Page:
If you’ve been sued in a class action in Ontario, you can potentially get out before incurring enormous costs if you can show that the statement of claim fails to name a plaintiff who has a reasonable cause of action against you. That’s because in Ontario, for each defendant sued in a class action there must be, as a preliminary matter, a plaintiff with a cause of action against that defendant.

But if you’re sued in British Columbia, you probably don’t have the option of getting out early on this basis because the British Columbia courts do not require, for each defendant named in a class action, a separate plaintiff with a cause of action against that defendant. In British Columbia it is sufficient if the plaintiff has a cause of action against only one of the defendants, on the theory that there are probably “class members” who have a cause of action against the remaining defendants.  

What happens if you’re sued in Saskatchewan?  

Saskatchewan has become a very popular province in which to commence class actions, not only because it has a ‘no costs’ regime (meaning that in most cases, the defendant can’t collect costs of the expensive certification process, even if completely successful), but also because one of Canada’s most prolific and well known plaintiffs’ class action lawyers, Tony Merchant, lives and carries on his practice there.  

So, what happens if you find yourself sued in a Saskatchewan class action by a plaintiff who has no cause of action against you, but does have a cause of action against one or more of your codefendants?  

The Saskatchewan lower courts have made two decisions which follow the British Columbia approach over the Ontario approach, meaning that in Saskatchewan, like in British Columbia, it is sufficient if the plaintiff has a cause of action against only one of the defendants.  

But on November 8, 2010, the Saskatchewan Court of Appeal will deal with this issue for the first time and will be asked to decide whether Saskatchewan should continue to follow the British Columbia approach (which doesn’t require that for each defendant named in a class action there must be a plaintiff with a cause of action against that defendant) or the Ontario approach (which does require that for each defendant named in a class action there must be a plaintiff with a cause of action against that defendant).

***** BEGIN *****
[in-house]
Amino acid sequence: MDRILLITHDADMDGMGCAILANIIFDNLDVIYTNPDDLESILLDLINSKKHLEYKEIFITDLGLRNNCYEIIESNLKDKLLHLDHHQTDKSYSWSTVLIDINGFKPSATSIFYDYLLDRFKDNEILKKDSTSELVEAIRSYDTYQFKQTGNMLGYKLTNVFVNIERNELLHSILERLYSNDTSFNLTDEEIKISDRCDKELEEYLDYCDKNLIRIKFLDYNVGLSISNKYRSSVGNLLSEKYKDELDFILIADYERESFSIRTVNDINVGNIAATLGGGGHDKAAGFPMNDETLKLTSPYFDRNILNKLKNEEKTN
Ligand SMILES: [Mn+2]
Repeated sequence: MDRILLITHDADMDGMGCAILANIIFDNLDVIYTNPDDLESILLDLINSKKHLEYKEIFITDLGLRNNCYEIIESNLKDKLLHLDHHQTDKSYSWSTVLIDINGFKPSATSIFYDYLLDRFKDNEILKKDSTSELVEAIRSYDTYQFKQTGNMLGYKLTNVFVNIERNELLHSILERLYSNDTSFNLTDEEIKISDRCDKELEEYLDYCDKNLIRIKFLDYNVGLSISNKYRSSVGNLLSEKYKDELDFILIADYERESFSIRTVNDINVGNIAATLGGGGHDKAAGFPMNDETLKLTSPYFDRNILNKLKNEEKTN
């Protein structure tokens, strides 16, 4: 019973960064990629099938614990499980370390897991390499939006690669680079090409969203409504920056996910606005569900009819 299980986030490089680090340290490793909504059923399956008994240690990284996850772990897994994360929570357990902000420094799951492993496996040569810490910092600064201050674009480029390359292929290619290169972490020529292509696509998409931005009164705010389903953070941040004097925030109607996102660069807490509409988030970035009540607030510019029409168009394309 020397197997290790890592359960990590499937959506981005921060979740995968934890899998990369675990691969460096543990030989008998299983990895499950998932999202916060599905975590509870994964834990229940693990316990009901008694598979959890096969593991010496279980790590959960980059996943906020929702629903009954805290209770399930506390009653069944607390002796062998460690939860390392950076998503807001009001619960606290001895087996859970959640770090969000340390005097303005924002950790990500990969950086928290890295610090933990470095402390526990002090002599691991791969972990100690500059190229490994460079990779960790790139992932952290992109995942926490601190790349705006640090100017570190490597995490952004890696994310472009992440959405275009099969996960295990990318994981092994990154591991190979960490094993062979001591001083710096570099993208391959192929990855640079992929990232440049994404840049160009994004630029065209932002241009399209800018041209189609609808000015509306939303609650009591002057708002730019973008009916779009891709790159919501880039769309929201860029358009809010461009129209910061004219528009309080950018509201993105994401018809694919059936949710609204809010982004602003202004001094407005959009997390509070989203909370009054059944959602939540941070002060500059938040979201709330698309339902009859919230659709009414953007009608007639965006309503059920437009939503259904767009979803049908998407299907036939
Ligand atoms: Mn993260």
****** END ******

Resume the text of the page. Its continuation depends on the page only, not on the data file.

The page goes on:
Blaney McMurtry will be arguing the Appeal in Saskatchewan and we hope to persuade the court that Saskatchewan ought to follow the Ontario approach, thereby forcing plaintiffs’ counsel to find, for every defendant sued in a class action, a viable plaintiff with a cause of action against that defendant. Tony Merchant will be arguing the Appeal on behalf of the plaintiffs, and will attempt to persuade the Saskatchewan Court of Appeal that it ought to follow the British Columbia approach.  

We will report again once the case has been argued and the decision has been rendered. Meanwhile, keep this argument in mind for class actions commenced against you in Ontario, as you may be successful in having the action against you dismissed on a preliminary basis if you can demonstrate that there is no named plaintiff who has a viable cause of action against you.

Of course, if a person who does have a cause of action against you is found prior to the expiry of any limitation period, you may be sued again. But in Ontario, you will be entitled to claim your costs of the first action and your costs of the preliminary motion to dismiss.